From the Scribe's desk, for the week ending Saturday, June 25, 2011
Just So Sarky
When you’re not having a sybaritic six-hand massage within sight and sound of the waves at Bingin beach – which is what one of our favourite Jimbaran resort flacks reported on her Facebook one weekend recently that she had been doing – or slaving over a hot computer, and if there’s nothing on television (there never is) then reading is the way to go.The Diary has just reacquired several of Saki’s little tales and placed them in the Kindle . It’s great to have him back in the library. We grew up on Saki, whose outré and often macabre satires demolishing the idiocies and faux grandeur of the Edwardian age were (and are) deliciously consumable. Some unkind souls have remarked in the past that this is probably why we’re so sarky ourselves.
The other day, in an idyll moment, we delved into his little tale entitled Reginald in Russia. It has always been a favourite for its first paragraph:
“Reginald sat in a corner of the Princess’s salon and tried to forgive the furniture, which started out with an obvious intention of being Louis Quinze, but relapsed at frequent intervals into Wilhelm II.”
Another favourite is The Open Window, for its delectable last line: “Romance at short notice was her speciality.” The full horror of another Saki tale, Esmé, makes it perhaps the best of them all.
In the very late 1950s and early 1960s, when the adolescent Hector found his eponymous muse Hector Hugh Munro, one read him with a delicious sense of rebellion. It was never a misguided quest for the past – a different (and unreachable) country in those days, just as it is these, and will always be – but for the elegance of simple English developing complex themes with an arch wit and eclectic knowledge of many things: of antique furniture; of Greek mythology; of social mores; and so much more.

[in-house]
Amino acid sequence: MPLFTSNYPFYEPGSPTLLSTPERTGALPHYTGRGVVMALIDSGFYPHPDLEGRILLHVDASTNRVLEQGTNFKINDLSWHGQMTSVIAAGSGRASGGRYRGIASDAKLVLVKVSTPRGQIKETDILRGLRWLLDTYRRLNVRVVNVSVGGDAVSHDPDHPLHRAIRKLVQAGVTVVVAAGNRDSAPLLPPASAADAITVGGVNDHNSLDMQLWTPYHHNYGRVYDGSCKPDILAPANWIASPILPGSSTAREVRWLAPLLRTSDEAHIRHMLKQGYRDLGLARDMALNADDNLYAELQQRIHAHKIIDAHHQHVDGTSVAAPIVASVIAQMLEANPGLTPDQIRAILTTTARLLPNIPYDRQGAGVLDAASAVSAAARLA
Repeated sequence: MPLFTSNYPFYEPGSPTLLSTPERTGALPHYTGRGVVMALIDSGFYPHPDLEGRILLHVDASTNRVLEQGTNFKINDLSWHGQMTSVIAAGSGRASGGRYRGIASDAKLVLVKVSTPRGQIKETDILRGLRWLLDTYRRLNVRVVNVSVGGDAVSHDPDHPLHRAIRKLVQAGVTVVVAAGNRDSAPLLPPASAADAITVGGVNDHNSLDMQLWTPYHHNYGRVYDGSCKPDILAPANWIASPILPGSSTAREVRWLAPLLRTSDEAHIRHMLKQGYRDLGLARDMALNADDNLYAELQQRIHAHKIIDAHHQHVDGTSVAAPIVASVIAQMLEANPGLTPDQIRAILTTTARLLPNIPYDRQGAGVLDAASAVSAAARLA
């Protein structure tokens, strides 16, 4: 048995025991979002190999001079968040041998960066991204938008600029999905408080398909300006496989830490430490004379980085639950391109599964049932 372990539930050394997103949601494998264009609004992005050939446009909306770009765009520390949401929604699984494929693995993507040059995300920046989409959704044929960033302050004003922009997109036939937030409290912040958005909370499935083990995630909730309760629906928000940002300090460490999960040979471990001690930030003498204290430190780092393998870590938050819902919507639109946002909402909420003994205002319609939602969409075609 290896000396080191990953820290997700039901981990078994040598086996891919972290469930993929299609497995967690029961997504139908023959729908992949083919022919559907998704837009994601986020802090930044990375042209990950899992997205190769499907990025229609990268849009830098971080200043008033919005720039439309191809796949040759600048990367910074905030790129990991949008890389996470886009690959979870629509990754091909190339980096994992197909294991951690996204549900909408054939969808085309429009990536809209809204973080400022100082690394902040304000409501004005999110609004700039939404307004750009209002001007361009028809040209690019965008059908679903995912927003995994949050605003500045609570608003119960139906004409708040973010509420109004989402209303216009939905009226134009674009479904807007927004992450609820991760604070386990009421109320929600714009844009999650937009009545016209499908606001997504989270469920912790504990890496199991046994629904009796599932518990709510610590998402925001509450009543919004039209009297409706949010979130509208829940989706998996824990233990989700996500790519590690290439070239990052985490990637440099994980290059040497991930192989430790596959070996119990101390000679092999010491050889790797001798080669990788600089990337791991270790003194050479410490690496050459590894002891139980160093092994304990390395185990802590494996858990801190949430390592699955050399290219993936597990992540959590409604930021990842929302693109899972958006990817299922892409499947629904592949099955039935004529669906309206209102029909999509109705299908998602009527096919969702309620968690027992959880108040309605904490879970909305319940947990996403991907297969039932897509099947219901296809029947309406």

Munro, journalist, author and playwright, was born in Burma on December 18, 1870, the son of a British officer in the Indian imperial police, and died in the impromptu (and as it turned out inadequate) shelter of a shell hole at Beaumont-Hamel on the Western Front on November 16, 1916, the victim of a German sniper. It is said, according to several sources, that his last words – directed at an incautious defaulter among the squad of men he was leading – had been “Put that damned cigarette out.”
Munro enlisted as an infantry soldier in the Royal Fusiliers in 1914 on the outbreak of World War I, over age at 43, refusing a commission because, he said, he shouldn’t lead soldiers if he had not experienced their privations. By 1916 he was a lance-serjeant (corporal). He several times returned to his unit on the battlefield when sick or otherwise medically unfit for duty. He was homosexual.
This has been quite a week. We’ve been back into Denpasar – an unremitting joy on every occasion – and had a round of significant visitors. Tonight we dine en famille at The Cage with our good friends Nyoman and Made and their children Jordan and Cynthia. Nyoman is the Banjar (local community) chief in his precinct in Nusa Dua and a businessman of local repute. We’ve known them for years and they’re great fun. He also very kindly pays our mobile phone bills whenever we are absent from Bali at paying time, something that must be done at an ATM (see below).Tomorrow we go to the Rock Bar at the Ayana Resort and Spa for the after-triathlon party. We can run that course, but not the one that precedes it.